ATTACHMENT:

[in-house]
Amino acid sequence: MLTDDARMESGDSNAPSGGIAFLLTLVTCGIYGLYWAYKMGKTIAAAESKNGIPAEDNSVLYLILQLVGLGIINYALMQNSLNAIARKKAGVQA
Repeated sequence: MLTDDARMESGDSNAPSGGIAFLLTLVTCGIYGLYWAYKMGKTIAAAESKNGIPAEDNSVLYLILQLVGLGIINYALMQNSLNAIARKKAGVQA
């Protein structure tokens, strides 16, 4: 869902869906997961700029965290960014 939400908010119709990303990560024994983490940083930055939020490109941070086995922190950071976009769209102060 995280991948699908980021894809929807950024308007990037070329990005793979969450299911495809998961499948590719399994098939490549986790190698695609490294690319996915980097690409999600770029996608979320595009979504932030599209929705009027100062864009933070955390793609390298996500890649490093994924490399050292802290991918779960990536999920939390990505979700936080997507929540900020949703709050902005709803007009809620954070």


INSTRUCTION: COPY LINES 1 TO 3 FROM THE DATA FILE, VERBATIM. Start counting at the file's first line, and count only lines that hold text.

[in-house]
Amino acid sequence: MLTDDARMESGDSNAPSGGIAFLLTLVTCGIYGLYWAYKMGKTIAAAESKNGIPAEDNSVLYLILQLVGLGIINYALMQNSLNAIARKKAGVQA
Repeated sequence: MLTDDARMESGDSNAPSGGIAFLLTLVTCGIYGLYWAYKMGKTIAAAESKNGIPAEDNSVLYLILQLVGLGIINYALMQNSLNAIARKKAGVQA